Opponents of masking requirements cite the Americans with Disabilities Act (ADA) as a reason why masking requirements are illegal. One store in Lincoln is publicizing their no mask policy on these grounds.
Legal falsehoods about mask requirements were effectively debunked by an article in USA Today. I believe, for reasons that I will explain below, that these falsehoods about the ADA undermine the protections provided by the law. But this social media legal hoax contains a few kernels of truth about the ADA.
The first kernel of truth is that requiring protective gear can violate the ADA in some circumstances. The second kernel of truth is that one-size-fits-all policies in the workplace can violate the ADA.
But looking closer at these kernels of truth can help in understanding why the overall story is false.
Protective gear and the ADA
The hoax about masks and the ADA centers in the idea that not wearing a mask is a reasonable accommodation for a disability. But in order for requiring protective gear to violate the ADA it would have to interfere with the ability to perform an essential function of your job. In an employment law context, whether gear is excessive depends on the job.
In April a federal court in Nebraska ruled requiring an evidence technician to wear full protective gear at all times to protect against mold allergies could violate the ADA. Compare that set of facts with being required to wear a surgical mask for a 15-minute visit to the grocery store. Wearing full PPE gear for eight hours is completely different than wearing a cloth surgical mask for 15 minutes.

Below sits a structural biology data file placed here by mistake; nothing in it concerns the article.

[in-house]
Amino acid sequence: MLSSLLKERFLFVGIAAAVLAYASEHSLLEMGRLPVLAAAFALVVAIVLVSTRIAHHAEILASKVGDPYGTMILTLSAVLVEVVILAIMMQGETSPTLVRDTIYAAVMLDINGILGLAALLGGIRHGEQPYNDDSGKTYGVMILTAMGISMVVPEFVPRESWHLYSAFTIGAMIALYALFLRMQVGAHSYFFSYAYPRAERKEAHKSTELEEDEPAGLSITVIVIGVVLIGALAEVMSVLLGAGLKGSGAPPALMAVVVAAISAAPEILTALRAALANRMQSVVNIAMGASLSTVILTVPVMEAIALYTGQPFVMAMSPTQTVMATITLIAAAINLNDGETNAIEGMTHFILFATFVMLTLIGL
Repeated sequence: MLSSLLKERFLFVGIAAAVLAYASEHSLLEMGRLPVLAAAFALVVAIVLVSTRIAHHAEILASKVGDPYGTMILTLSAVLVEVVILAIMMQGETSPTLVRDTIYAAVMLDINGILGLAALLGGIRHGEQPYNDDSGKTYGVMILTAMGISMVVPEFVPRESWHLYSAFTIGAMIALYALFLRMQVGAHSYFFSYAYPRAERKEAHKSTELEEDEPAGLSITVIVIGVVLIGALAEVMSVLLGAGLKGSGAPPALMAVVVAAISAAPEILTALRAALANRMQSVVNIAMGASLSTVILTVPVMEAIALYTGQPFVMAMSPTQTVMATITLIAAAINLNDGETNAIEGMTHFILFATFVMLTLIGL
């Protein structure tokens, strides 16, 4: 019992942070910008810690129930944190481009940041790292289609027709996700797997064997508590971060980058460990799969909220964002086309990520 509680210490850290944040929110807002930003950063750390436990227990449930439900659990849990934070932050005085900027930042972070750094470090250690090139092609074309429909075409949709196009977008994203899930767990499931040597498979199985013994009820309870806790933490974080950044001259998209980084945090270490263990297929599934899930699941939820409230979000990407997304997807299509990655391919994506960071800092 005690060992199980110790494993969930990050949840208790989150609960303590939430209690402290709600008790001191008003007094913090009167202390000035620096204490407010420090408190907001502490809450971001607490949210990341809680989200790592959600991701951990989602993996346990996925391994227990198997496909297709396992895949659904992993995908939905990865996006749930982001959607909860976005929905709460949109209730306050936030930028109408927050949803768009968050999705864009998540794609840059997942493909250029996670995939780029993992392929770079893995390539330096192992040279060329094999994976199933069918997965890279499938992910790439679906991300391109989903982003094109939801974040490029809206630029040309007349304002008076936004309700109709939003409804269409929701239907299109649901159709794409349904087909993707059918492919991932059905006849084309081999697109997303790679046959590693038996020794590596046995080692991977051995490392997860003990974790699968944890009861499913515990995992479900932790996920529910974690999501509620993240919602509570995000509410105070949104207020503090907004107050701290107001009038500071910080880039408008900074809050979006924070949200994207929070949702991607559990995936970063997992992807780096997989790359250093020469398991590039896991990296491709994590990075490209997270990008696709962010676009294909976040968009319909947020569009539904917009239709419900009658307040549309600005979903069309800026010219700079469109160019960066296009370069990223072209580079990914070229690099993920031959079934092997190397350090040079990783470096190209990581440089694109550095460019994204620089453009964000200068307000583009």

Other courts have allowed more uncomfortable gear requirements. At the end of July, the relatively worker-friendly 6th Circuit Court of Appeals found a trucking company could require an employee to wear a CPAP mask even if there was medical evidence the mask was ineffective without violating the ADA. Again, wearing a cloth mask for 15-20 minutes is a lot less cumbersome than sleeping tied to a CPAP machine.
The ADA and blanket requirements
The ADA tends to frown on one-size-fits-all policies. I think that’s part of the reason why employers have difficulty complying with the law. The ADA requires that reasonable accommodations be made for disabled people. But a reasonable accommodation doesn’t mean a preferred accommodation. I will assume for the sake of argument that some people would be unable to wear a surgical mask because of some disability. But in the context of a retail store, a customer who couldn’t wear a mask could request delivery or curb side pick-up.
The danger of the ADA anti-mask hoax
Big business has been crying out for exemptions from legal liability since the beginning of the pandemic. This gross misconception that business will be subjected to lawsuits for requiring masks could fuel support for limiting liability related to COVID-19. While liability limitations have been mostly supported by Republicans, the fact that mostly conservative leaning anti-maskers are invoking the ADA may lead centrist Democrats to support liability limitations about the ADA.
Social media hoaxes and tort reform
Back in 2015, I wrote about how a social media hoax involving the “Rome Statute” and Facebook. The point of the post was that social media hoaxes about the law generally serve to weaken the rights of consumers and employees. The ADA anti-masking hoax is similar. It is premised on the false assumption that business is at risk for excessive litigation. Even before the COVID pandemic, business interests were screaming out to weaken the ADA. Once that belief becomes widespread, lobbyists and law makers move to undercut legal remedies for those with legitimate grievances.
Empathy for the masked
I know first-hand that wearing a mask for extended length of time is uncomfortable. I know for employees working in jobs like nursing, manufacturing, food processing and warehousing that masks are even more uncomfortable. This post is not intended to downplay your discomfort. This post is intended to explain a hoax based incorrect assumptions about an important civil rights law.